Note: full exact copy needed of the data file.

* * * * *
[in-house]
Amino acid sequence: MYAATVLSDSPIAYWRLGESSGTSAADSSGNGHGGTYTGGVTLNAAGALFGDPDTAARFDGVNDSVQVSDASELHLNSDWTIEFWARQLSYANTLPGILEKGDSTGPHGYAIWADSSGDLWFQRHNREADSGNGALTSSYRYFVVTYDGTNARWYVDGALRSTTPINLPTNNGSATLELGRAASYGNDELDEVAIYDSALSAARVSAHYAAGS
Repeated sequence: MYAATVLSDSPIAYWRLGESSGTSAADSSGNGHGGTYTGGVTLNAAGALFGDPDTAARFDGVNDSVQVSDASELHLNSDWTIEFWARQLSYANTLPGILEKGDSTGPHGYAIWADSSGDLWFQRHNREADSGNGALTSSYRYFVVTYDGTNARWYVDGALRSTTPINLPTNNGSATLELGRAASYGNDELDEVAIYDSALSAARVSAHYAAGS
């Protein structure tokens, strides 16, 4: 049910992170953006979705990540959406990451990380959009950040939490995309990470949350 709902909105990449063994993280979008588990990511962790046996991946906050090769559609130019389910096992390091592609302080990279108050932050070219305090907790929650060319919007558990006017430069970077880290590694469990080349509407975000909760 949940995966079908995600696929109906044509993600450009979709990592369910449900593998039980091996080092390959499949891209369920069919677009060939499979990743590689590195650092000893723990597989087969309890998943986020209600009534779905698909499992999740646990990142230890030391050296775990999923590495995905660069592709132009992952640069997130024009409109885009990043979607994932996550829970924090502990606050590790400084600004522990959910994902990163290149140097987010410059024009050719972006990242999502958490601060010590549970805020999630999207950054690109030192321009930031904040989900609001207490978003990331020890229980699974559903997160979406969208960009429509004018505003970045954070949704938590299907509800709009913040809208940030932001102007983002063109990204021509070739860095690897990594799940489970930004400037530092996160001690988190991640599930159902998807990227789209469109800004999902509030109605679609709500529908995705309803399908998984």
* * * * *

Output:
[in-house]
Amino acid sequence: MYAATVLSDSPIAYWRLGESSGTSAADSSGNGHGGTYTGGVTLNAAGALFGDPDTAARFDGVNDSVQVSDASELHLNSDWTIEFWARQLSYANTLPGILEKGDSTGPHGYAIWADSSGDLWFQRHNREADSGNGALTSSYRYFVVTYDGTNARWYVDGALRSTTPINLPTNNGSATLELGRAASYGNDELDEVAIYDSALSAARVSAHYAAGS
Repeated sequence: MYAATVLSDSPIAYWRLGESSGTSAADSSGNGHGGTYTGGVTLNAAGALFGDPDTAARFDGVNDSVQVSDASELHLNSDWTIEFWARQLSYANTLPGILEKGDSTGPHGYAIWADSSGDLWFQRHNREADSGNGALTSSYRYFVVTYDGTNARWYVDGALRSTTPINLPTNNGSATLELGRAASYGNDELDEVAIYDSALSAARVSAHYAAGS
């Protein structure tokens, strides 16, 4: 049910992170953006979705990540959406990451990380959009950040939490995309990470949350 709902909105990449063994993280979008588990990511962790046996991946906050090769559609130019389910096992390091592609302080990279108050932050070219305090907790929650060319919007558990006017430069970077880290590694469990080349509407975000909760 949940995966079908995600696929109906044509993600450009979709990592369910449900593998039980091996080092390959499949891209369920069919677009060939499979990743590689590195650092000893723990597989087969309890998943986020209600009534779905698909499992999740646990990142230890030391050296775990999923590495995905660069592709132009992952640069997130024009409109885009990043979607994932996550829970924090502990606050590790400084600004522990959910994902990163290149140097987010410059024009050719972006990242999502958490601060010590549970805020999630999207950054690109030192321009930031904040989900609001207490978003990331020890229980699974559903997160979406969208960009429509004018505003970045954070949704938590299907509800709009913040809208940030932001102007983002063109990204021509070739860095690897990594799940489970930004400037530092996160001690988190991640599930159902998807990227789209469109800004999902509030109605679609709500529908995705309803399908998984």